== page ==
There are limited indications that physiotherapy can help reduce the symptoms of CD itself; however, some research has shown that it can decrease the intensity of muscle spasms and the long-term impact of CD on the neck and shoulder muscles. This leads to an improvement in a person’s overall quality of life.

Physiotherapy exercises should be done, at least initially, under the supervision of a trained physiotherapist. Once a treatment plan is set, it can be done at home.


There are a few classes of medications that are commonly prescribed to help treat CD (Bledsoe et al., 2020). The most common oral medication used to help treat CD is anticholinergic medication, which acts similarly to BTI except on a systemic level.

Other possible medications used to treat CD are GABA, a neurotransmitter that lessens the reactivity of neurons to brain signals, agonists; benzodiazepines, which reduce the activity of the nervous system; dopaminergic, medications that affect dopamine, another neurotransmitter; and muscle relaxants.


Neuromodulation is a type of treatment that uses electric signals to regulate nerve activities. It can be invasive or non-invasive. In the treatment of CD, transcranial magnetic stimulation (TMS), a non-invasive treatment that uses magnetic fields to activate and reset neurons in the desired brain area, and deep brain stimulation (DBS), an invasive treatment that implants one or more electrodes into the skull to provide electrical pulses, are to be considered.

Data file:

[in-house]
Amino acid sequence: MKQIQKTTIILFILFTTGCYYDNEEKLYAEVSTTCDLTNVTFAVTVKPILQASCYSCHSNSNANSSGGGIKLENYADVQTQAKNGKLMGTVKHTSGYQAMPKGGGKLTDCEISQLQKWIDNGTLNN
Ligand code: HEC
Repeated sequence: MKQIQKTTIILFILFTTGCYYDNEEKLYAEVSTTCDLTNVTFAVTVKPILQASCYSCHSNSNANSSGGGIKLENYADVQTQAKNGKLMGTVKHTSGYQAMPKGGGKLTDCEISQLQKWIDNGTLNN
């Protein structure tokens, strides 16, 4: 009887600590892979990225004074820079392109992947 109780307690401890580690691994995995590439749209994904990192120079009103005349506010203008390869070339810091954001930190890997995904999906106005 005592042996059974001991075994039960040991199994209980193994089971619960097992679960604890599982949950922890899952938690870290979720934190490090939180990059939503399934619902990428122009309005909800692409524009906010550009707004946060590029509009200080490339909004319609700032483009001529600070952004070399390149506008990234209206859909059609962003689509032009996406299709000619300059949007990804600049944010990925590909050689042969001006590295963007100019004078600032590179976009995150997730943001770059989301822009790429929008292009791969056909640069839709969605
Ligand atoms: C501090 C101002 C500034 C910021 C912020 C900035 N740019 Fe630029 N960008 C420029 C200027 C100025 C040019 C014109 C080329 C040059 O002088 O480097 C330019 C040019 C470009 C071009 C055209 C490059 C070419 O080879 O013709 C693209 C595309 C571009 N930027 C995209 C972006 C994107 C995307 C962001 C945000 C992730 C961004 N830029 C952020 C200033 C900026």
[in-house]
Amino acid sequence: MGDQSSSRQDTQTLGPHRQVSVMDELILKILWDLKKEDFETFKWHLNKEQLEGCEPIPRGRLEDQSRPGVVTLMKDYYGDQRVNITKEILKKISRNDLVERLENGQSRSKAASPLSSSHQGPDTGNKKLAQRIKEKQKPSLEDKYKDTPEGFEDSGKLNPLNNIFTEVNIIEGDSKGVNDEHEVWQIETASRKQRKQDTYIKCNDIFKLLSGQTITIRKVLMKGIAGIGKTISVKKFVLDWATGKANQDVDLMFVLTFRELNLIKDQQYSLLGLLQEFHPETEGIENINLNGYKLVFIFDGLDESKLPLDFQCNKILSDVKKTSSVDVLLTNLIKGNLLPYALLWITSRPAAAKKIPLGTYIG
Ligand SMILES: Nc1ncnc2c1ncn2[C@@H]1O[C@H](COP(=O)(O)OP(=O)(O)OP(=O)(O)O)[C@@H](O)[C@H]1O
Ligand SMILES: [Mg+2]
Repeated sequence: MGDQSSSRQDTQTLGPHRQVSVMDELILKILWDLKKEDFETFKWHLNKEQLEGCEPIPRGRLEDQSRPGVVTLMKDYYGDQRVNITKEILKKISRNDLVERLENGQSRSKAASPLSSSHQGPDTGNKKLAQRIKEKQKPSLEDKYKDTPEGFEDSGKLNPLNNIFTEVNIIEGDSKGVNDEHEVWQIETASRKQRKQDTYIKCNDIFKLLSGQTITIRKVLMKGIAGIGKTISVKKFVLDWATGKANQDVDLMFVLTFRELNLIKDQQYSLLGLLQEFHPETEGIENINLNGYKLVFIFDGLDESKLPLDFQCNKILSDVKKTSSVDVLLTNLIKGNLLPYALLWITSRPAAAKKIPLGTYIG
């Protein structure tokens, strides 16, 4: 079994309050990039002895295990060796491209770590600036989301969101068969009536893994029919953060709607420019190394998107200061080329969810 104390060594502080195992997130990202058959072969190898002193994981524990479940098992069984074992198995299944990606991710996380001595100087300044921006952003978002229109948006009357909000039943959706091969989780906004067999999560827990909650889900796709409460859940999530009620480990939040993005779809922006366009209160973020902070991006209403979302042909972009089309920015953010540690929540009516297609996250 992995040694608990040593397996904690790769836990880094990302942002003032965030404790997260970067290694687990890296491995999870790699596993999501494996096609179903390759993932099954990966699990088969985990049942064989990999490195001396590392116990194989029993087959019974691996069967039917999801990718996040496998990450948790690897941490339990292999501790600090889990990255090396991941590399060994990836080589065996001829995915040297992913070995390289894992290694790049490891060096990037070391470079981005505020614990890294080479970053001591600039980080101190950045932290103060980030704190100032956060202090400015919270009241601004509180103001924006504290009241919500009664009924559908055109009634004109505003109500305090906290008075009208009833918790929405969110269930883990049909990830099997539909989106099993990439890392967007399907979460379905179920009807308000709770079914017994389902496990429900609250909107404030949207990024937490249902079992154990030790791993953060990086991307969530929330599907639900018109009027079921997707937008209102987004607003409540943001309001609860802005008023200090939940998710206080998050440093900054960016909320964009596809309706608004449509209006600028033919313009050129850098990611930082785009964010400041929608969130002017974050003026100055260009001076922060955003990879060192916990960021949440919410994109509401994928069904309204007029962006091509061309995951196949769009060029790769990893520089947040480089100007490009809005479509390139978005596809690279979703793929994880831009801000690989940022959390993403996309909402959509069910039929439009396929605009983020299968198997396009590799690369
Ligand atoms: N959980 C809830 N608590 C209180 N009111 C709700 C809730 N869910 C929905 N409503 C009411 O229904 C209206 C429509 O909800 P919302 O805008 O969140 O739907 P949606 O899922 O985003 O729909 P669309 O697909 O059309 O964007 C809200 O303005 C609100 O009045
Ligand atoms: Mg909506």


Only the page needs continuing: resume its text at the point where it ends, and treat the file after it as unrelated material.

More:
While there are many case studies showing that the use of TMS helps reduce the symptoms and pain relating to CD, there is limited research on the effectiveness of TMS in large groups of CD patients (Bledsoe et al., 2020). Further research is needed.

DBS can help reduce the severity of CD symptoms and improve the overall quality of life (Kaelin‐Lang et al., 2020). However, it has little to no impact on the pain levels caused by CD.


If none of the above treatment options provide adequate results, cutting through the nerves believed to be responsible for CD can be considered a last resort (Horisawa et al., 2022). The surgery, often referred to as denervation, disconnects the nerve(s) responsible for the abnormal signals causing CD.

Wilderman Medical Clinic

Our Clinic offers BTI as part of their interventional pain clinic.


Bledsoe, I. O., Viser, A. C., & Luciano, M. S. (2020). Treatment of dystonia: medications, neurotoxins, neuromodulation, and rehabilitation. Neurotherapeutics, 17(4), 1622–1644.

Horisawa, S., Kohara, K., Nonaka, T., Fukui, A., Mochizuki, T., Iijima, M., Kawamata, T., & Taira, T. (2022). Unilateral pallidothalamic tractotomy at Forel’s field H1 for cervical dystonia. Annals of Clinical and Translational Neurology, 9(4), 478–487.

Jankovic, J., Tsui, J., & Brin, M. F. (2023). Treatment of cervical dystonia with Botox (onabotulinumtoxinA): Development, insights, and impact. Medicine, 102(S1), e32403.

Kaelin‐Lang, A., You, H., Burgunder, J., Lönnfors-Weitze, T., Loher, T. J., Taub, E., Isaias, I. U., Krauss, J. K., & Schüpbach, W. M. M. (2020). Bilateral pallidal stimulation improves cervical dystonia for more than a decade. Parkinsonism & Related Disorders (Online)/Parkinsonism & Related Disorders, 81, 78–81.

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Loudovici-Krug, D., Derlien, S., Best, N., & Günther, A. (2022). Physiotherapy for Cervical Dystonia: A Systematic review of randomised Controlled trials. Toxins, 14(11), 784.

Pana, A., & Saggu, B. M. (2023, September 4). Dystonia. StatPearls – NCBI Bookshelf.

Siokas, V., Aloizou, A., Tsouris, Z., Michalopoulou, A., Mentis, A. A., & Dardiotis, E. (2018). Risk Factor Genes in Patients with Dystonia: A Comprehensive Review. PubMed, 8, 559.